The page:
Chop the tamarisk, and it giggles. Paint a stump with herbicide and another stump says, “Nice try, yoo-hoo, over here!” Tie an old tire around its neck and light it on fire — it’s been tried — and you have tamarisk and melted, salty rubber.

Tamarisk can grow 12 feet in one summer. Tamarisk can hold its breath underwater for 70 days.

By the late 1990s, tamarisk had oversalted the food of native species on 1.6 million acres in the West, and counting. It was a most wanted plant in Colorado and the Four Corners.

Wanted, as in dead, not alive.

Headlines said the insatiable tamarisk, thirstier than a new subdivision, would drink the West dry.

There’s a beetle. Diorhabda carinulata. Rhymes with “hakuna matata,” as in, the ladybug-size beetle espouses the problem-free philosophy of eating acres of tamarisk dead, dead, dead.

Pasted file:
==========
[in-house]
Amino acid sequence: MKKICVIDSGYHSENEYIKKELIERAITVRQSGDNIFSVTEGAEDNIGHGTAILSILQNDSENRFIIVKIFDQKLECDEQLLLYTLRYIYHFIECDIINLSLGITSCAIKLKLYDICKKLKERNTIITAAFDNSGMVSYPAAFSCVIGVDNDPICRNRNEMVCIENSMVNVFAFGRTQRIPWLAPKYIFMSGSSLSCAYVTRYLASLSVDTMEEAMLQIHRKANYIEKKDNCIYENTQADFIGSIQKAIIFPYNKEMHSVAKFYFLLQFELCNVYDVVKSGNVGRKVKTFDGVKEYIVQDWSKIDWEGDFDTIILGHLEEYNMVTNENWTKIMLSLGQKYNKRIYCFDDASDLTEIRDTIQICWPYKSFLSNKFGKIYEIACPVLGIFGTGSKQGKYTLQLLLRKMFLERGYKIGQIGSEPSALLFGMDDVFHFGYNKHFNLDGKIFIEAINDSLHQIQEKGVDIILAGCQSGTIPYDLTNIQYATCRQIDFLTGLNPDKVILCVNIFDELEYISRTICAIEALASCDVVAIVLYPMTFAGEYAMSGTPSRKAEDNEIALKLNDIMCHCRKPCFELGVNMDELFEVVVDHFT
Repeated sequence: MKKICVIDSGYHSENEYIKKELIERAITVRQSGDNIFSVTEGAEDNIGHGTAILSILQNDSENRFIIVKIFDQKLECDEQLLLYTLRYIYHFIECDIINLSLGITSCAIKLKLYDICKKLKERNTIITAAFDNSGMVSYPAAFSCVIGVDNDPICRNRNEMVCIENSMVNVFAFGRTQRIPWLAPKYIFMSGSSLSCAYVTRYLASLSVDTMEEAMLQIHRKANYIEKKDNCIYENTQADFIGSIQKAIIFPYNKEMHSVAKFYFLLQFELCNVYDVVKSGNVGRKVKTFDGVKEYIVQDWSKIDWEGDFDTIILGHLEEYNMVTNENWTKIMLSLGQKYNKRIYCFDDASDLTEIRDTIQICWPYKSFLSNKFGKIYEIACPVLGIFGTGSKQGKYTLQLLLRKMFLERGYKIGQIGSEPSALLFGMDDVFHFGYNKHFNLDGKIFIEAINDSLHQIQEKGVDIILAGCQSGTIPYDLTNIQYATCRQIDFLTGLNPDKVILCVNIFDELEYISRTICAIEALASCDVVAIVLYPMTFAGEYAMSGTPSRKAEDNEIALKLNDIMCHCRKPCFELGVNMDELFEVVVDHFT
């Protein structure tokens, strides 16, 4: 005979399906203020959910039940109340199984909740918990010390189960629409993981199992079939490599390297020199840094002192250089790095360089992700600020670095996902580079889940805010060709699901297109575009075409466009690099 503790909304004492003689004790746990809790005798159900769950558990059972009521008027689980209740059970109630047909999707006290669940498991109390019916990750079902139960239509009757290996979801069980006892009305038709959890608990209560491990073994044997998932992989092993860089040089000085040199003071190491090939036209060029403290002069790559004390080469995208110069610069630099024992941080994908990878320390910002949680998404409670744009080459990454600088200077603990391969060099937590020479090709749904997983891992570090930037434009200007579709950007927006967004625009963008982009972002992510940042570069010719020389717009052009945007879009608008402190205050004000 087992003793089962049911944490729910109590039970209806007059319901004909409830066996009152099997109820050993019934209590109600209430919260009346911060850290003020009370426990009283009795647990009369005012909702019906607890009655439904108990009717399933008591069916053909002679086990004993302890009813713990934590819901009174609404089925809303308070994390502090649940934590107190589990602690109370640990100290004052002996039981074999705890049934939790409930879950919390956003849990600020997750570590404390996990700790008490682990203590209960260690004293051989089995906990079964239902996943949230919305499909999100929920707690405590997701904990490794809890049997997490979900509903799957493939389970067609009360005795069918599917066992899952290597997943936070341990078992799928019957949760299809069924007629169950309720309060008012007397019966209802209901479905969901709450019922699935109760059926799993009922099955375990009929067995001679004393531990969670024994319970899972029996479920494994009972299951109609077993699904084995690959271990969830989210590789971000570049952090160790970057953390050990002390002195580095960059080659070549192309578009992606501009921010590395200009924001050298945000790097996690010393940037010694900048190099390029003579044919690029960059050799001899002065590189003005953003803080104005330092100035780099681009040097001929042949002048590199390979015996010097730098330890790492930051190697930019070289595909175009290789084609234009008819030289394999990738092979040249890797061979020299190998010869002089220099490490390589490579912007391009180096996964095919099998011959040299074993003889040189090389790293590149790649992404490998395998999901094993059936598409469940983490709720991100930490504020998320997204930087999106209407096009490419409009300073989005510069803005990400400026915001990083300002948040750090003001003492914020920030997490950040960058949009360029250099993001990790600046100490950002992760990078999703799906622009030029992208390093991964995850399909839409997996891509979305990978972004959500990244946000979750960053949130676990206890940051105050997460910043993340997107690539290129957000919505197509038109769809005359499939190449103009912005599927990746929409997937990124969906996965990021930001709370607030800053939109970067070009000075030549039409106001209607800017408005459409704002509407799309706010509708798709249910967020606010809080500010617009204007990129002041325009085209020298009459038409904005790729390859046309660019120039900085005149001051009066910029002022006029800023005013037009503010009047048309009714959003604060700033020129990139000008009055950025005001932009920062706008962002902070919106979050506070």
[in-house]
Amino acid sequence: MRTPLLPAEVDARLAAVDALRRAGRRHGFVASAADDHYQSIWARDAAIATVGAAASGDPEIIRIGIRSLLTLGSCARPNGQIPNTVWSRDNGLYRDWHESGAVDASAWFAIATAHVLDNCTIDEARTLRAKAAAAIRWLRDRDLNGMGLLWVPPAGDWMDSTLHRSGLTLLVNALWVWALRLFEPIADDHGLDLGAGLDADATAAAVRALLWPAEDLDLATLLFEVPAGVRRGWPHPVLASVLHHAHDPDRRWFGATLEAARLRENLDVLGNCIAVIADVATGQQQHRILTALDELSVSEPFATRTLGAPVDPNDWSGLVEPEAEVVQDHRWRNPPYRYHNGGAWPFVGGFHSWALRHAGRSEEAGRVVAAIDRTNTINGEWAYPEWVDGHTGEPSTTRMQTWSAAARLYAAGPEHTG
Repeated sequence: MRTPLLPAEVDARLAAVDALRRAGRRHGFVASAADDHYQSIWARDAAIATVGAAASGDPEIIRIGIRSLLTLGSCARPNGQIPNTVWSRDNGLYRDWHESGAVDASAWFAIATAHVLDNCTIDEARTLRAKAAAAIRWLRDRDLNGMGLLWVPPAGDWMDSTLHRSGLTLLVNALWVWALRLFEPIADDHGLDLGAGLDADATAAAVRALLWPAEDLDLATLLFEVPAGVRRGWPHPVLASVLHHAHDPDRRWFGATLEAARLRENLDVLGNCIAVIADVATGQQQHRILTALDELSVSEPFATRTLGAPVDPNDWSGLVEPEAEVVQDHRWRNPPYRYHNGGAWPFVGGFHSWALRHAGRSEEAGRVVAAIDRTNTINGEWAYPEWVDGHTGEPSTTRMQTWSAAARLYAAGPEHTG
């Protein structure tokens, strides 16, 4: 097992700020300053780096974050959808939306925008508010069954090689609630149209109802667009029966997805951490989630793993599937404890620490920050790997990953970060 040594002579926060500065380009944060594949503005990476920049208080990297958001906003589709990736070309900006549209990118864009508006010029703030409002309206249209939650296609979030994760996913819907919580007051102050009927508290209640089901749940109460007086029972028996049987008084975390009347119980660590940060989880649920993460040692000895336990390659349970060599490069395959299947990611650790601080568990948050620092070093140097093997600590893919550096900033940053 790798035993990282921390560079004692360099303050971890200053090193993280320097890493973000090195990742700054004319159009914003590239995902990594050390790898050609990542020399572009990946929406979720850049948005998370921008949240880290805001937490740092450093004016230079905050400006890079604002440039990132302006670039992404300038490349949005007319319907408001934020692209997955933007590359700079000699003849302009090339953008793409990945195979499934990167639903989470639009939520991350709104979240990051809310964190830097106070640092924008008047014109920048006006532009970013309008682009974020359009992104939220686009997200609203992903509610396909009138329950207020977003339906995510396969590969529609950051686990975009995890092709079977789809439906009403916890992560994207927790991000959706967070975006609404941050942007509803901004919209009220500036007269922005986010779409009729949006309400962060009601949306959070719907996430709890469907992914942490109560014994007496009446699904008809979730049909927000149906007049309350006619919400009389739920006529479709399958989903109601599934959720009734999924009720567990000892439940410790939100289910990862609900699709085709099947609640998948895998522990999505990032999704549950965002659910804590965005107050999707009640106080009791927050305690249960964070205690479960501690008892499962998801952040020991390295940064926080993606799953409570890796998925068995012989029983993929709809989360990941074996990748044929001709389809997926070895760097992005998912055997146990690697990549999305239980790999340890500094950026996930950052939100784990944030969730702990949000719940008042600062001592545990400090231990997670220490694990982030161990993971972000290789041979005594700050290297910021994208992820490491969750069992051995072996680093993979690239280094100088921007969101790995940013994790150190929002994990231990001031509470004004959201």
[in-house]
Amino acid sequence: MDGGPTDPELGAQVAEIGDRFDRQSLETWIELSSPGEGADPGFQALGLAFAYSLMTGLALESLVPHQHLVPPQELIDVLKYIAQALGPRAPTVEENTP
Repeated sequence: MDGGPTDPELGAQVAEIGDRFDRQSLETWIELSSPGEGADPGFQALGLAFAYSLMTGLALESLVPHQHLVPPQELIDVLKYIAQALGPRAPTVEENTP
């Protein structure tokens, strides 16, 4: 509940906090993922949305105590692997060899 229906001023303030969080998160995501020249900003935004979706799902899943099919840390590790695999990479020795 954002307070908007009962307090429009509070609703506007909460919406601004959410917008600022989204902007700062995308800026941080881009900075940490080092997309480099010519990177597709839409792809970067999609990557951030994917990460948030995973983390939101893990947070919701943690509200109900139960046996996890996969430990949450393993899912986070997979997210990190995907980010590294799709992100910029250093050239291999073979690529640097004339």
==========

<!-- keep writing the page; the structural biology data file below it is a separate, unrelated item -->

A tamarisk beetle, diorhabda carinulata, feeding on tamarisk tree leaves. (Ed Kosmicki, Special to The Colorado Sun)

Because this beetle eats only one thing, it also resides in and around Kazakhstan. So some U.S. scientists deployed butterfly nets in Genghis Khan country, flew home, threw some diorhabda into cushy lockdown in laboratories across the West, and then started filing paperwork.

This is not 1832. It takes a long time to legally release a new predator onto U.S. soil. Think years, and then think more than that.

It took a decade after immigration for the beetles to see wild U.S. tamarisk. It took another four years after that for Dan Bean, director of the Palisade Insectary for the Colorado Department of Agriculture, to get a permit to release them at a Colorado River boat ramp outside of Fruita.